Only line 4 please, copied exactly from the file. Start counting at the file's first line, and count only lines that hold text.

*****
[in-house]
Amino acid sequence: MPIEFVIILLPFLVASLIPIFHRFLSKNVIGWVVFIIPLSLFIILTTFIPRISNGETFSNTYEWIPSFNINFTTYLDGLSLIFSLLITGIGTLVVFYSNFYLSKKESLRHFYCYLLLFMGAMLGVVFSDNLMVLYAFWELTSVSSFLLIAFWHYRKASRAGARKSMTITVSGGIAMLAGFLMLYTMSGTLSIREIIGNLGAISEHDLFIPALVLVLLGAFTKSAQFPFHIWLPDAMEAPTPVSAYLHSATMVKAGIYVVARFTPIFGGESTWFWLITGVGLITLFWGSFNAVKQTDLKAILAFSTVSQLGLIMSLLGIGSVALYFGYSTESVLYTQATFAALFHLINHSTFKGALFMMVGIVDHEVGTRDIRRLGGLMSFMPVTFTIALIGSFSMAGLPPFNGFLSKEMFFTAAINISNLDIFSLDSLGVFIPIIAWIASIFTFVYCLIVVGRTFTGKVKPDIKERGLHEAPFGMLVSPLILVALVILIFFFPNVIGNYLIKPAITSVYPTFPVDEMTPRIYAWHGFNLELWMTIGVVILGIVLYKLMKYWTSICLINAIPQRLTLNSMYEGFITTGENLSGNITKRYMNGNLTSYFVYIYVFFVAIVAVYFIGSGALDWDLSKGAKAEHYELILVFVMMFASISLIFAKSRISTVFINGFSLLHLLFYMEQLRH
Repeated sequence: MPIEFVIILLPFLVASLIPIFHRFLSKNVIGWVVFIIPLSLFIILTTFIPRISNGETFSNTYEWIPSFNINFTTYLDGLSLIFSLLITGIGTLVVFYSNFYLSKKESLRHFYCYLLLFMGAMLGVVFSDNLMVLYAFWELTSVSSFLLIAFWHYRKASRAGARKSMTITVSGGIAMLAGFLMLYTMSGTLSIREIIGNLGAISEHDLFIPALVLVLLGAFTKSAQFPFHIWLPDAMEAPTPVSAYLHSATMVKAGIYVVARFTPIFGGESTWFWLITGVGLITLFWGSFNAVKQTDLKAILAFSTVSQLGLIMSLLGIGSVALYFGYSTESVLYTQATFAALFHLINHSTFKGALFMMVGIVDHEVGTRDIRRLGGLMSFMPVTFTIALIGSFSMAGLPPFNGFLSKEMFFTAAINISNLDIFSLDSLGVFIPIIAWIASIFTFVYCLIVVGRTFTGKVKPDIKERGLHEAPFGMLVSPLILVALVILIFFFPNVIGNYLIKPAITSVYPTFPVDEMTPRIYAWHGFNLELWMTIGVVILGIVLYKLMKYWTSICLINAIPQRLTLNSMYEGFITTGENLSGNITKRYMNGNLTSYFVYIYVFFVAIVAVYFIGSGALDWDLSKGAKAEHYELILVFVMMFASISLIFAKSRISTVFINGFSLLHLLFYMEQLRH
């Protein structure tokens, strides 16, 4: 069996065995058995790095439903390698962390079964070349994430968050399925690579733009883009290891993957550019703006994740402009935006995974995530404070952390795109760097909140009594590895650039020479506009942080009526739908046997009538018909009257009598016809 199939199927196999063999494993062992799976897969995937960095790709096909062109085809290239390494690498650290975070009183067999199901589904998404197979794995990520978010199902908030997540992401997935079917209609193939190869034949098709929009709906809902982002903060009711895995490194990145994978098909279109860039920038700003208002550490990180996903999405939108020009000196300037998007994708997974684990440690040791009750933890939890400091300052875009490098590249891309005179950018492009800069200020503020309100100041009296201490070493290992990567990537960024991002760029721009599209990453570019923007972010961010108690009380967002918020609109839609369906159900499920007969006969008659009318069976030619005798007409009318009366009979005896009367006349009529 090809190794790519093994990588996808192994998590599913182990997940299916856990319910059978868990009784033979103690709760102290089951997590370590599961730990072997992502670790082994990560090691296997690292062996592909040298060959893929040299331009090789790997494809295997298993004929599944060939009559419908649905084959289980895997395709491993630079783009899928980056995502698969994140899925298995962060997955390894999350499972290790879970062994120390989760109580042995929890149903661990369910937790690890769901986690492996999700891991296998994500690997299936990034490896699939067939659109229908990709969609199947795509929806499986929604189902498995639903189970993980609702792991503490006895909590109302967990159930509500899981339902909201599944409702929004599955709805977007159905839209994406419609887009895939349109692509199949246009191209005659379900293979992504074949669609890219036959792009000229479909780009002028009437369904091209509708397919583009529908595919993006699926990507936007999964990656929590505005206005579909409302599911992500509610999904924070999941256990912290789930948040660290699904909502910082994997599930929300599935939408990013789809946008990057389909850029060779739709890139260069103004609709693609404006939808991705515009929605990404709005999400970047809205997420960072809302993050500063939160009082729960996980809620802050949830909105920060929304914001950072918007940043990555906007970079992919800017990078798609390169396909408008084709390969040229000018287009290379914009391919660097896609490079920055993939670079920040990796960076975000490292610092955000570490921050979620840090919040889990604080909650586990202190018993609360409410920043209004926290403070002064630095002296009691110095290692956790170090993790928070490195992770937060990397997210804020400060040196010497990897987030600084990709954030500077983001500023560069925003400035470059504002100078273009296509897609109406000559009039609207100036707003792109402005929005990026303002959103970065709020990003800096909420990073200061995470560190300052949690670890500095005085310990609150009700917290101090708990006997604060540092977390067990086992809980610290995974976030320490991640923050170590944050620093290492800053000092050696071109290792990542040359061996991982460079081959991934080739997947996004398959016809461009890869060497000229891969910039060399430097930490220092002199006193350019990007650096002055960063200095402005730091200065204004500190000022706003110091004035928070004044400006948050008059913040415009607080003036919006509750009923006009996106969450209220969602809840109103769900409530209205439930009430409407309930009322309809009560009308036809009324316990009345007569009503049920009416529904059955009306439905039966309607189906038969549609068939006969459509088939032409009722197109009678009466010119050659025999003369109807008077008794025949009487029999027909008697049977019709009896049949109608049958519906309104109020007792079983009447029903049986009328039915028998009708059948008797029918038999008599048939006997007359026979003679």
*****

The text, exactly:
């Protein structure tokens, strides 16, 4: 069996065995058995790095439903390698962390079964070349994430968050399925690579733009883009290891993957550019703006994740402009935006995974995530404070952390795109760097909140009594590895650039020479506009942080009526739908046997009538018909009257009598016809 199939199927196999063999494993062992799976897969995937960095790709096909062109085809290239390494690498650290975070009183067999199901589904998404197979794995990520978010199902908030997540992401997935079917209609193939190869034949098709929009709906809902982002903060009711895995490194990145994978098909279109860039920038700003208002550490990180996903999405939108020009000196300037998007994708997974684990440690040791009750933890939890400091300052875009490098590249891309005179950018492009800069200020503020309100100041009296201490070493290992990567990537960024991002760029721009599209990453570019923007972010961010108690009380967002918020609109839609369906159900499920007969006969008659009318069976030619005798007409009318009366009979005896009367006349009529 090809190794790519093994990588996808192994998590599913182990997940299916856990319910059978868990009784033979103690709760102290089951997590370590599961730990072997992502670790082994990560090691296997690292062996592909040298060959893929040299331009090789790997494809295997298993004929599944060939009559419908649905084959289980895997395709491993630079783009899928980056995502698969994140899925298995962060997955390894999350499972290790879970062994120390989760109580042995929890149903661990369910937790690890769901986690492996999700891991296998994500690997299936990034490896699939067939659109229908990709969609199947795509929806499986929604189902498995639903189970993980609702792991503490006895909590109302967990159930509500899981339902909201599944409702929004599955709805977007159905839209994406419609887009895939349109692509199949246009191209005659379900293979992504074949669609890219036959792009000229479909780009002028009437369904091209509708397919583009529908595919993006699926990507936007999964990656929590505005206005579909409302599911992500509610999904924070999941256990912290789930948040660290699904909502910082994997599930929300599935939408990013789809946008990057389909850029060779739709890139260069103004609709693609404006939808991705515009929605990404709005999400970047809205997420960072809302993050500063939160009082729960996980809620802050949830909105920060929304914001950072918007940043990555906007970079992919800017990078798609390169396909408008084709390969040229000018287009290379914009391919660097896609490079920055993939670079920040990796960076975000490292610092955000570490921050979620840090919040889990604080909650586990202190018993609360409410920043209004926290403070002064630095002296009691110095290692956790170090993790928070490195992770937060990397997210804020400060040196010497990897987030600084990709954030500077983001500023560069925003400035470059504002100078273009296509897609109406000559009039609207100036707003792109402005929005990026303002959103970065709020990003800096909420990073200061995470560190300052949690670890500095005085310990609150009700917290101090708990006997604060540092977390067990086992809980610290995974976030320490991640923050170590944050620093290492800053000092050696071109290792990542040359061996991982460079081959991934080739997947996004398959016809461009890869060497000229891969910039060399430097930490220092002199006193350019990007650096002055960063200095402005730091200065204004500190000022706003110091004035928070004044400006948050008059913040415009607080003036919006509750009923006009996106969450209220969602809840109103769900409530209205439930009430409407309930009322309809009560009308036809009324316990009345007569009503049920009416529904059955009306439905039966309607189906038969549609068939006969459509088939032409009722197109009678009466010119050659025999003369109807008077008794025949009487029999027909008697049977019709009896049949109608049958519906309104109020007792079983009447029903049986009328039915028998009708059948008797029918038999008599048939006997007359026979003679």